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ROM Crystal named one of world's ugliest buildings

Posted: November 20, 2009, 6:35 PM by Rob Roberts

 

ROMMMMM.jpg

 

By Alison Brownlee, National Post

 

A tourism web site has named the Royal Ontario Museum’s Crystal one of the world’s top 10 ugliest buildings.

 

VirtualTourist.com released its second annual list of the “World’s Top 10 Ugly Buildings,” and the Royal Ontario Musuem’s Michael Lee-Chin crystal slid in at No. 8.

 

Giampiero Ambrosi, general manager of VirtualTourist.com, said the buildings were chosen by the site’s one-million-plus members and editors from a list of 30 front-runners.

 

“The buildings picked are usually dated, or concrete blocks, weird glass cubes, weird appendages to buildings, or are a strange juxtaposition to the buildings around them,” said Mr. Ambrosi, alluding to the ROM’s original stone exterior. “It’s extremely personal and subjective.”

 

The initial list was chosen by members who travelled the world and submitted suggestions based on the buildings’ aesthetic appeal, or lack thereof, he said. “Many of these buildings don’t have the warmth of an ice cube while others don’t even seem completed. Either way, they make for very interesting conversation,” said Mr. Ambrosi.

 

David McKay, the ROM’s communications co-ordinator, declined comment today, saying, “We won’t be commenting. I guess the only thing I can say is that we won’t be saying anything.”

 

From a design perspective, Tom Bessai, director of the University of Toronto’s architectural studies program, said putting the ROM on the list was unfair.

 

“The deployment of shapes and geometry artistically makes the building stand out and makes it interesting,” said Mr. Bessai.

 

“The ROM has a kind of spectacle appeal, a sensational quality it was supposed to have created by the stark contemporary contrast to its immediate historical context.”

 

But he also said the addition fell flat because the design wasn’t resolved well enough to make it connect properly with the existing building. Mr. Bessai said the concept of the design seemed to be more in line with architect Daniel Libeskind’s other crystalline-inspired buildings – like those in Denver and Berlin – than with the ROM’s immediate environment.

 

As for what he would rather see on the list, Mr. Bessai chose the CBC building: “It has a fragmented quality that is not particularly effective in it’s urban context,” he said.

 

Here's the list, as reported by Reuters:

 

1. Morris A. Mechanic Theater; Baltimore, Maryland

Looking at the grim, impersonal facade of this once-thriving theater, it’s hard to believe its stage once hosted the likes of Katherine Hepburn and George C. Scott. Although it would be ugly without them, the windows boarded up with wood certainly don’t help matters. Its doors now closed, many locals feel the final curtain should have come down on this building long ago.

 

2. Zizkov Television Tower; Prague, Czech Republic

While its ugliness could easily stand on its own, the installation of small, climbing babies by the artist David Cerny transformed this tower from an eyesore to a head-shaker.

 

3. “The Beehive”; Wellington, New Zealand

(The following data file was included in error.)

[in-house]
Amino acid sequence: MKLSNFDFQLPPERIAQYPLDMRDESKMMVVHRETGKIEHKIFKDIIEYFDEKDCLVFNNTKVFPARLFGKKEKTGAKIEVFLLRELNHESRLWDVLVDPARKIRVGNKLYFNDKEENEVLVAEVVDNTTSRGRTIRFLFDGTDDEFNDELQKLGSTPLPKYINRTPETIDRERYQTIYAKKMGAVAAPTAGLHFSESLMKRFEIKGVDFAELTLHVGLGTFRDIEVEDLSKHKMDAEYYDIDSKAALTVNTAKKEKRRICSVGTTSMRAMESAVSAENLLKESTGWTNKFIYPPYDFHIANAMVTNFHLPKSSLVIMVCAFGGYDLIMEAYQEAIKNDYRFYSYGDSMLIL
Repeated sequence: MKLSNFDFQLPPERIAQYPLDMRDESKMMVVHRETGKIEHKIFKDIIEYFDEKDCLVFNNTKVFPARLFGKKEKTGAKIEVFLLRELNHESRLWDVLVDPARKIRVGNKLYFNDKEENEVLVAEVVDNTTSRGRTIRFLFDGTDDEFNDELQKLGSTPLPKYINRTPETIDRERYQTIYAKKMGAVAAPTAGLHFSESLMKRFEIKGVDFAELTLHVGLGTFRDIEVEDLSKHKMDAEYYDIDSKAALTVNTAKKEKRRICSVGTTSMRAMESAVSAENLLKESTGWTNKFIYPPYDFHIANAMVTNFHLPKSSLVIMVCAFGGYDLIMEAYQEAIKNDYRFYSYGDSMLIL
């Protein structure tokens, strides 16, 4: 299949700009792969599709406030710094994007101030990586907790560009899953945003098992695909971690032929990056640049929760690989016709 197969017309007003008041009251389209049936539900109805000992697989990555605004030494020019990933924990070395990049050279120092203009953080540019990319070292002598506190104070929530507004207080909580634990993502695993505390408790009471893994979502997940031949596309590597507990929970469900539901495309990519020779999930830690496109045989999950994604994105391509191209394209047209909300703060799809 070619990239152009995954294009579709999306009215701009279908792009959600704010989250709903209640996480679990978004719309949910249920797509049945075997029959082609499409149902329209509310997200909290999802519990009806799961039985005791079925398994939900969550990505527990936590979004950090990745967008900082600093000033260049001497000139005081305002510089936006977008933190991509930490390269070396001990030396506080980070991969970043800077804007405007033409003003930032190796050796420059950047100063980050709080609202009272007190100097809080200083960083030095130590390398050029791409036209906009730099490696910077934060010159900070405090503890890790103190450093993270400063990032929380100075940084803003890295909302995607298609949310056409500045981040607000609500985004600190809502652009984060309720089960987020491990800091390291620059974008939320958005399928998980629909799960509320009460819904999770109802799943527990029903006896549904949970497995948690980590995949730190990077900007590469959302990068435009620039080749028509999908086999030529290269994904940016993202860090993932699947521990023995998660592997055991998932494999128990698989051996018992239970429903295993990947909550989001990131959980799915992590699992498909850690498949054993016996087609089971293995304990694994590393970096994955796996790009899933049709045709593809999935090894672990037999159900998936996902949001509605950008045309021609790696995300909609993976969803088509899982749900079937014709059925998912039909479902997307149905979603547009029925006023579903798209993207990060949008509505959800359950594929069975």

A slide projector that fell on a wedding cake that fell on a waterwheel is one description of the Executive Wing of the New Zealand Parliament Buildings, also known as “The Beehive.” Its proximity to the neighbouring Edwardian neo-classical Parliament House only accentuates its unattractiveness.

 

4. Centre Georges Pompidou; Paris

When looking at the primary colour-coded ducts constructed on the outside of this modern art museum, one quickly sees why these elements are usually hidden.

 

5. Federation Square; Melbourne, Australia

Billed as “Melbourne’s Meeting Place,” this frenzied and overly complicated square has a chaotic feel made worse by a web of unsightly wires from which overhead lights dangle.

 

6. Petrobras Headquarters; Rio de Janeiro, Brazil

A cross between a penitentiary and an unfinished Lego creation is one member’s description of this dreary, block-like structure which occupies a prominent place in the city’s downtown area. To make matters worse, exterior slats give the illusion that the building is actually falling apart.

 

7. Markel Building; Richmond, Virginia

Although it sounds like urban legend, this futuristic building was inspired by a baked potato served to the architect during a dinner for the American Institute of Architects.

 

 

8. Michael Lee-Chin Crystal, Royal Ontario Museum; Toronto

What I.M. Pei’s pyramid is to the Louvre, so is the relatively new Michael Lee-Chin Crystal to the Royal Ontario Museum. While many praise the glass structure, just as many are troubled by the incongruity to the original, more traditional museum that still sits directly beside it.

 

9. National Library; Pristina, Kosovo

It’s hard to know whether the honeycomb-pattern mesh that coats the outside of this library enhances or worsens this bizarre structure. It’s been said that when the building first opened, some thought the giant net-like feature was actually scaffolding.

 

10. Ryugyong Hotel; Pyongyang, North Korea

Riddled with issues that range from lack of money to poor construction to rumoured collapse, this still unfinished building has been under some form of construction for over 20 years.

 

Read more: http://network.nationalpost.com/np/blogs/toronto/archive/2009/11/20/rom-crystal-named-one-of-world-s-ugliest-buildings.aspx#ixzz0XTbkv0Cy

I have to agree. Having visited Toronto during the past summer, I strongly feel that they butchered what was a nice building before. If I was a Torontonian, I would be fuming.

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